Data retrieval is critical in maintaining a workable WSN system


If transmission strength is weak then the PRR will decrease and data could be lost
and energy consumption will be higher due to re
-
transmission


The goal is to find a balance between RSS, PRR, and distance so that data retrieval
is close to 100
%

Our Wireless Sensor Technology


Wireless sensors are small and compact.


They contain a data acquisition board (small
computer) and sensor board


The sensor board contains various sensors for
measuring temperature, humidity, RSS, PRR, and
battery voltage


Panasonic Alkaline Plus AA batteries were used
to power the sensors in the field


Solar panels have been used to extend battery life
though they were not used in this experiment


With duty cycling, the sensor alternates between
an awake and sleep period which can extend the
life of the sensor’s batteries.




Wireless Measurement System


This is a wireless communications system
in which every node has router capacity [8]


2.4 GHz


RF power: 3
dBm


Sensitivity:
-
101
dBm


Outdoor Range


300 m


Indoor Range


50 m


Battery


2X AA batteries


Iris XM2110

Oxbow: www.xbow.com

WSN Sensor Mote:

Data Acquisition Board

Features:

MDA 300



A multi
-
functional board with
temperature and humidity sensor


It is designed to be used as the
primary interface between iris board
and external sensors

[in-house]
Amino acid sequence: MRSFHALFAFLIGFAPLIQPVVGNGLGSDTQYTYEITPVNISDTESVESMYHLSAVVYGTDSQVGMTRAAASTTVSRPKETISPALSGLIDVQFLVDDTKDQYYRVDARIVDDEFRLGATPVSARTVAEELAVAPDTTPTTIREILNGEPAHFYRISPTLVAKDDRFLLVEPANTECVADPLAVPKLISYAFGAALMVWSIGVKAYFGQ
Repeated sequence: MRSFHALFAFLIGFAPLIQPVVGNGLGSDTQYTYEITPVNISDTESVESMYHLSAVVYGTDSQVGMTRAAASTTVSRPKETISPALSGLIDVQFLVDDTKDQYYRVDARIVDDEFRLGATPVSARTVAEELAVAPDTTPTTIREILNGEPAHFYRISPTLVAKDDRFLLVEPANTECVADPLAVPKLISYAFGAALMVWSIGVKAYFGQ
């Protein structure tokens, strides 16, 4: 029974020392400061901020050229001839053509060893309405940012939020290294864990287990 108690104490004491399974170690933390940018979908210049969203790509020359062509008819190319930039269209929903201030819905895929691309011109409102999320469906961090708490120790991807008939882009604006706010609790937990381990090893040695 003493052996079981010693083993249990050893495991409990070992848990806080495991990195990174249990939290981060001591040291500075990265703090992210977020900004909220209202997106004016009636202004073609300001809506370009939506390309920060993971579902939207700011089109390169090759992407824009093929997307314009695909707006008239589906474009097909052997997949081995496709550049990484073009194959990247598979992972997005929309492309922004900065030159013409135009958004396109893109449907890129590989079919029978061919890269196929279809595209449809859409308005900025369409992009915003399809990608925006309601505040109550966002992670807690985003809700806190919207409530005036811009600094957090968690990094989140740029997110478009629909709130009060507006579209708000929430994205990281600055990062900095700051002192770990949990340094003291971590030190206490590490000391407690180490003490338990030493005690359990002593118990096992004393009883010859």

It can be used for environmental
and habitat monitoring such as
humidity, temperature, and soil
moisture. [8]



Crossbow: www.xbow.com

The Experimental Design: Discovery Park


Discovery Park is located on a large open filed
with little vegetation behind the university
research center.


Our deployment network consisted of a two
row, 150 x 10 meter, network matrix


Each node was approximately 10 meters from
its nearest neighbor nodes, making the furthest
node 150 meters away


Data collection was every 6 minutes


Data collection began at 2 pm on July 25, 2009
and ran for 45 hours
.




10 meters

10 meters

150
meters

Discovery Park WSN Deployment Pictures


WSN nodes were deployed in two


rows of 15


10 meters apart and 10 meters


across
.


Nodes were set out July 24th


Due to a “bug” in the program, nodes were
brought back in on July 25
th
after 12:00
noon


They were re
-
programmed and then
deployed on July 26, at 2 pm


Experimental Design
-

Discovery Park

15

14

13

12

11

10

9

8

7

6

5

4

3

2

1

30*

29*

28

27

26

25

24

23*

22*

21

20

19

18

17

16*

non
-
transparent lid,

transparent lid,

*